Valborg – once time for wild celebrations
On Valborg day students sing, there are fireworks and bonfires called ”May fires”. Celebrating Valborg is a very old custom. It came to Sweden from Germany in the Middle Ages. Even at that time there were wild celebrations.
The origin of Valborg celebrations is Catholic, from the German Saint Walpurgis, who was an abbess in the 8th century. But the celebrations may well have a heathen origin.
That we still remember the name of the saint is a result of the tradition of celebrations on 1st May, which was an important profane festival.
On the evening before, that is, on Valborg day, everyone gathered out of doors to celebrate, particularly young people. They set off gunpowder, fired their guns and sang.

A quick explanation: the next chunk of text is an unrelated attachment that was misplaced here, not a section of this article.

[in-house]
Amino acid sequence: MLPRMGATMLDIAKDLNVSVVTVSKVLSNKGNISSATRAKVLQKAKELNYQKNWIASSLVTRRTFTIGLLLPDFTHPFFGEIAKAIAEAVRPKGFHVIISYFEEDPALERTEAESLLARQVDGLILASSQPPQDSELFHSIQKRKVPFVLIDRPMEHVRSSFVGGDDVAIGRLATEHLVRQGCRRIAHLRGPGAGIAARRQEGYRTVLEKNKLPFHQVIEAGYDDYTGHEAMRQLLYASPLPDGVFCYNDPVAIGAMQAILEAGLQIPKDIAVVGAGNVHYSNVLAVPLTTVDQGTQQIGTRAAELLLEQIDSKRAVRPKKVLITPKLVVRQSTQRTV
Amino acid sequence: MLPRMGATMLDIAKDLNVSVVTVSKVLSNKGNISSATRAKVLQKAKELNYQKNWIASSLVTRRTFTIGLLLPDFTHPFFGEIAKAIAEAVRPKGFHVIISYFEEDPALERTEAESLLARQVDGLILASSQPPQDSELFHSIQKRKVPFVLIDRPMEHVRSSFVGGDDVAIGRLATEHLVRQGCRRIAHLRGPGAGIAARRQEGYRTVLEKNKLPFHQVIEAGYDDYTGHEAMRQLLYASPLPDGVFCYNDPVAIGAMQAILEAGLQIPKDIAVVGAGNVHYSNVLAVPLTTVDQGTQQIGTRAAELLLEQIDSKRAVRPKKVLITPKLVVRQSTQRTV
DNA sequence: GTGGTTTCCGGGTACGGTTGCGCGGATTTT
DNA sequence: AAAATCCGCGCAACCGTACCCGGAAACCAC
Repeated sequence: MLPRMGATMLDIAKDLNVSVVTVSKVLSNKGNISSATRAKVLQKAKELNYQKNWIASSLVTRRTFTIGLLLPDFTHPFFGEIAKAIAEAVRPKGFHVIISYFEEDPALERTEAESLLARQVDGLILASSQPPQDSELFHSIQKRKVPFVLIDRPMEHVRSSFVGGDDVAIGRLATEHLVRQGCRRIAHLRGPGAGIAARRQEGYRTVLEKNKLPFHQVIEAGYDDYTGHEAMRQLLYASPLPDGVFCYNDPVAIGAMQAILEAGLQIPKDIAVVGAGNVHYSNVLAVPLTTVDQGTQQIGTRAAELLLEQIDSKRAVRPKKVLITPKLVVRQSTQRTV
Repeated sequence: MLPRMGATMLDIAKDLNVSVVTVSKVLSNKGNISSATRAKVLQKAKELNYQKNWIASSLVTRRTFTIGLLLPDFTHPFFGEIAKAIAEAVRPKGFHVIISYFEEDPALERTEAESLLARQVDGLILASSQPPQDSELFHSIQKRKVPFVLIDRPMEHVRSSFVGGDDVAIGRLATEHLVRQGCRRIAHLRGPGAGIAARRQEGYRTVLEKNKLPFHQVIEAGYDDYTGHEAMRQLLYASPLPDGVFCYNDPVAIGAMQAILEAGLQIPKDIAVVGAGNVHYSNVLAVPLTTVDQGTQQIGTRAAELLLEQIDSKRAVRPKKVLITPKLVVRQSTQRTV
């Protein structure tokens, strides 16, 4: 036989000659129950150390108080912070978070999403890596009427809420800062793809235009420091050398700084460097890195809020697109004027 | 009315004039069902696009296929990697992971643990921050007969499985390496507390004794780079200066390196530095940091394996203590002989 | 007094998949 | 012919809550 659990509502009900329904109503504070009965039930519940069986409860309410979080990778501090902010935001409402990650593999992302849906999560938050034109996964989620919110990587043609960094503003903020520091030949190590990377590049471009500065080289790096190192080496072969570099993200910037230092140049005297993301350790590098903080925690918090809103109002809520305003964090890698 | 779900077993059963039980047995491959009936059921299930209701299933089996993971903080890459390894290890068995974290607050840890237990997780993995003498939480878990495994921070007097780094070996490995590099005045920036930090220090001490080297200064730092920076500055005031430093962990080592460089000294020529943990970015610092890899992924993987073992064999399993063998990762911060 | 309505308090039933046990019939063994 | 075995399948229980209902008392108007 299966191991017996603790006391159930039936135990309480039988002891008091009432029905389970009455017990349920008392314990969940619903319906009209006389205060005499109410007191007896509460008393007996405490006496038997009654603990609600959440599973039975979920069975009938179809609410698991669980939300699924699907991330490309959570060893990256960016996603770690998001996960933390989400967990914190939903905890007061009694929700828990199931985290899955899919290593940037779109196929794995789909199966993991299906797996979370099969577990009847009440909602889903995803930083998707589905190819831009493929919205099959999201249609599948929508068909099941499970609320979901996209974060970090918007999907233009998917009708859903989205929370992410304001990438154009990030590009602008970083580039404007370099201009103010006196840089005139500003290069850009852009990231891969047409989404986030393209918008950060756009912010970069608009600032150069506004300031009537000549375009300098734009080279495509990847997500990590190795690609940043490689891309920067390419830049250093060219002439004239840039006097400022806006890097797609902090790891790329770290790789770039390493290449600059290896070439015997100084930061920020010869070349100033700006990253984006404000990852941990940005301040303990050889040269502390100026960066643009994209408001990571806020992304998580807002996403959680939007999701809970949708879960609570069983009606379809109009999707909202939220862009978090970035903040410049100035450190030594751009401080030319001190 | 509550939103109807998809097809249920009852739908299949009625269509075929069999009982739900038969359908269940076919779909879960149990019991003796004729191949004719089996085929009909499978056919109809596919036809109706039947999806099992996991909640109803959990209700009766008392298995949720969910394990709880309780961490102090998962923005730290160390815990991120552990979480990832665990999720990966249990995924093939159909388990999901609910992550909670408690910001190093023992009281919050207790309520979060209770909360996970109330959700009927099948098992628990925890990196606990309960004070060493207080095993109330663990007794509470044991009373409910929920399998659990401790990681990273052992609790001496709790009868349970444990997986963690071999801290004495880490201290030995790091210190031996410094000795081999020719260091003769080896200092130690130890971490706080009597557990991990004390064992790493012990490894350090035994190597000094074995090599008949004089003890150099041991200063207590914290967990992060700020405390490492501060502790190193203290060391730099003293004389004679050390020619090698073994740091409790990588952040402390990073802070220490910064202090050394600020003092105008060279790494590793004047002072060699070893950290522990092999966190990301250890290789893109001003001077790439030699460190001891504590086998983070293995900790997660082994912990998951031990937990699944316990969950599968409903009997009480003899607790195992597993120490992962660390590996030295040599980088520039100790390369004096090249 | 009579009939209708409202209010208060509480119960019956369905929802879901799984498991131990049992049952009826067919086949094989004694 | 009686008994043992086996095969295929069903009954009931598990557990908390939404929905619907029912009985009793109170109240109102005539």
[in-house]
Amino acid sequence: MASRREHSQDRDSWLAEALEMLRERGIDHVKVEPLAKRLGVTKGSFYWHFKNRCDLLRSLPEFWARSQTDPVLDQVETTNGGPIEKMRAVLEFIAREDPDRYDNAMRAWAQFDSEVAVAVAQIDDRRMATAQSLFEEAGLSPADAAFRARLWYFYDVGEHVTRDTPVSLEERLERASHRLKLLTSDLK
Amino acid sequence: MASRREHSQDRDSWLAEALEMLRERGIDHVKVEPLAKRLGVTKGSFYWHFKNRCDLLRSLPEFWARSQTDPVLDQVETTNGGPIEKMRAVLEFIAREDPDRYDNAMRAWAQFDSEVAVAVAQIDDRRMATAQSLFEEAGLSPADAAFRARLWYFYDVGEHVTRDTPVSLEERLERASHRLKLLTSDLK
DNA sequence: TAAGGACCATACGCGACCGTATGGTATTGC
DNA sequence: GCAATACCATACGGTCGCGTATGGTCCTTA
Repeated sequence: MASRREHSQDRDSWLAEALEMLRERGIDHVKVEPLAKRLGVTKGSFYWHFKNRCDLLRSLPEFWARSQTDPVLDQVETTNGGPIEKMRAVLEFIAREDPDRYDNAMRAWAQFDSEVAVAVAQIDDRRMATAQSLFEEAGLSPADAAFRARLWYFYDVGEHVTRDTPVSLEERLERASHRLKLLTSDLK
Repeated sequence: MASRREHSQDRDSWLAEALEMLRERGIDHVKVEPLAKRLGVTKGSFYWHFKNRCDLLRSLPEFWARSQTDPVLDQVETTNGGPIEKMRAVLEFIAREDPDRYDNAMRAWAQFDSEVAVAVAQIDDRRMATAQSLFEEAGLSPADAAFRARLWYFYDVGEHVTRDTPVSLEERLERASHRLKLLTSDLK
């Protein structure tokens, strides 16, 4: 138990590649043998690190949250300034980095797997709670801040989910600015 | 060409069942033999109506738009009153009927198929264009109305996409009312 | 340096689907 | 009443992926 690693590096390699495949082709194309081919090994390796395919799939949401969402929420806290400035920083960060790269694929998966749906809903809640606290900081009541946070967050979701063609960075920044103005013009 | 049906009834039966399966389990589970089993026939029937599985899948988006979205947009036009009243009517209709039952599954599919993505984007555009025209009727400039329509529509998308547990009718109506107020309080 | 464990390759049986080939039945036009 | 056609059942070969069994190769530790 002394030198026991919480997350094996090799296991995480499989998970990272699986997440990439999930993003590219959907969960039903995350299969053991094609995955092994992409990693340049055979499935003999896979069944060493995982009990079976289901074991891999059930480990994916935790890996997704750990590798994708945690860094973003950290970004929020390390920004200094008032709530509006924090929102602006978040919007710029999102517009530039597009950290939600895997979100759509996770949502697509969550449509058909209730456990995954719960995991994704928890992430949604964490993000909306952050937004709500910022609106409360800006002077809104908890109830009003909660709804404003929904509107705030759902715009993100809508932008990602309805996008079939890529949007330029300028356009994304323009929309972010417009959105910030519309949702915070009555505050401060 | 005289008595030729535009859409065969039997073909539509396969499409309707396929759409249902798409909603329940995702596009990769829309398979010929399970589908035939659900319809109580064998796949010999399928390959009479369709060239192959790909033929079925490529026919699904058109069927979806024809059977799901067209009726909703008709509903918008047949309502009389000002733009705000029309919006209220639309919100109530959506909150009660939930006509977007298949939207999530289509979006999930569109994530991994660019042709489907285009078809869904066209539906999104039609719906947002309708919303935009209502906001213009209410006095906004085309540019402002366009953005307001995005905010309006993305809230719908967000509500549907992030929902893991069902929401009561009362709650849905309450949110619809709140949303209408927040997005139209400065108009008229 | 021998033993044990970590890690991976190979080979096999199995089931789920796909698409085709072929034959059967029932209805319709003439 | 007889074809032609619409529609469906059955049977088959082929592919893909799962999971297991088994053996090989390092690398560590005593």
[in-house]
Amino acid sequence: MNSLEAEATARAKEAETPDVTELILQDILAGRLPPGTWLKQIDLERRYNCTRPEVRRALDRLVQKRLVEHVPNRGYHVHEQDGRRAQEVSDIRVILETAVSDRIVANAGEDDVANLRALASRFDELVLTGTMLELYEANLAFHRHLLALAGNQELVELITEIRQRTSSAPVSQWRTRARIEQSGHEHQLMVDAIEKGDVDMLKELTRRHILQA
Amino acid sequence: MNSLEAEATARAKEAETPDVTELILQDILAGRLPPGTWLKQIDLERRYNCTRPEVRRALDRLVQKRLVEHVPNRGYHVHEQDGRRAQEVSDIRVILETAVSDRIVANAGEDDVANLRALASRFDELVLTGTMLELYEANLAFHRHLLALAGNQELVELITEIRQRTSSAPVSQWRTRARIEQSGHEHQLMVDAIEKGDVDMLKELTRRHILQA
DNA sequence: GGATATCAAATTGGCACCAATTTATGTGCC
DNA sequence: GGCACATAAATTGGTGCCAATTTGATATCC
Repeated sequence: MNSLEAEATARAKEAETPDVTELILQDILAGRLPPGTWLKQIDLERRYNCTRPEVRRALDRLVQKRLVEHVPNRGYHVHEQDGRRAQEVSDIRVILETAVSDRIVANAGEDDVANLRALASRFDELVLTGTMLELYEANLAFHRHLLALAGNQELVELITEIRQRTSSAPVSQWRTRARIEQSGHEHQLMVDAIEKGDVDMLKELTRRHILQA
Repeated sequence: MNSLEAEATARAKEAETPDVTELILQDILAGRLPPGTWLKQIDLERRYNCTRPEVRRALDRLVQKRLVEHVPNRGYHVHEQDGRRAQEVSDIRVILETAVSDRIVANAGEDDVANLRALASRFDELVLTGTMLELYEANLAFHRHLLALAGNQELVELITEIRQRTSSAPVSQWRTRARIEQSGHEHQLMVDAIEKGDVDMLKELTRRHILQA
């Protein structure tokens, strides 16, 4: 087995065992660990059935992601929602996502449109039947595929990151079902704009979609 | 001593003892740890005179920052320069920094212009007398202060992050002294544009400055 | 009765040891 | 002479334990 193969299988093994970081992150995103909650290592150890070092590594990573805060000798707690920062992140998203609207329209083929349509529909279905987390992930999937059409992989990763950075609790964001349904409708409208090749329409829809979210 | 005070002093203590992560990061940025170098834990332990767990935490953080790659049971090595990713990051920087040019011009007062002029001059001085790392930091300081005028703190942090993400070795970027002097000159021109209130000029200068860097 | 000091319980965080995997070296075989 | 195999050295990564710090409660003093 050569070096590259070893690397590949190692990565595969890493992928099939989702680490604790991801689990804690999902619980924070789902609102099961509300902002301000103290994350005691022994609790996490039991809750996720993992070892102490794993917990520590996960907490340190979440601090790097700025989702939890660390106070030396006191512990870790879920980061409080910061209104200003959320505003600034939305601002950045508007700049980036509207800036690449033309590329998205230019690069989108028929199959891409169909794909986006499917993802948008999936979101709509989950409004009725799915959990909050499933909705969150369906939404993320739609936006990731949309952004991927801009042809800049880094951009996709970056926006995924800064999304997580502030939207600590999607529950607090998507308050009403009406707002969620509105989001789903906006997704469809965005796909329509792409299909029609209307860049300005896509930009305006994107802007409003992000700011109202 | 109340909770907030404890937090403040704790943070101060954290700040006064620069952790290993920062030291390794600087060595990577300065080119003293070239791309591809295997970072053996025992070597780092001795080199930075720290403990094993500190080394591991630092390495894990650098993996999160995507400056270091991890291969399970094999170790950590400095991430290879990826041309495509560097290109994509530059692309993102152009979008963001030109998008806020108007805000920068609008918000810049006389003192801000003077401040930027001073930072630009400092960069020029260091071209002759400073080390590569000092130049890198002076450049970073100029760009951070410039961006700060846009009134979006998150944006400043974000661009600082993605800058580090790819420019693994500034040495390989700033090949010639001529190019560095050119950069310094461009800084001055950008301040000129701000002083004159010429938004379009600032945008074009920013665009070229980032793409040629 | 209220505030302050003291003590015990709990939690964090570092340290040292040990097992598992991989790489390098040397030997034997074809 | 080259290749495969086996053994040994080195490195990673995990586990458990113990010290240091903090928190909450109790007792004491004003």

The young people rang the church bells to call people together. But they had to stop doing that. So they started to light bonfires instead.
Fires were also a way of protecting livestock from predators and evil powers.
In the 19th century, when towns were expanding, Valborg became associated with drunkenness, especially among the working classes. Workers lived under hard conditions. In the days after Valborg you could read in the papers from the 1880's how workers lay full under trees and bushes on Djurgården in Stockholm. The police had their hands full coping with all the drunks.
Source: nordiskamuseet.se, Folklivsarkivet i Lund.
Valborg Eve, the last day of April, usually called Valborg (Vappen in the Swedish spoken in Finland), is an annual celebration observed in Estonia, Finland, Latvia, Sweden, the Czech Republic, Slovenia and Germany on 30th April or 1st May.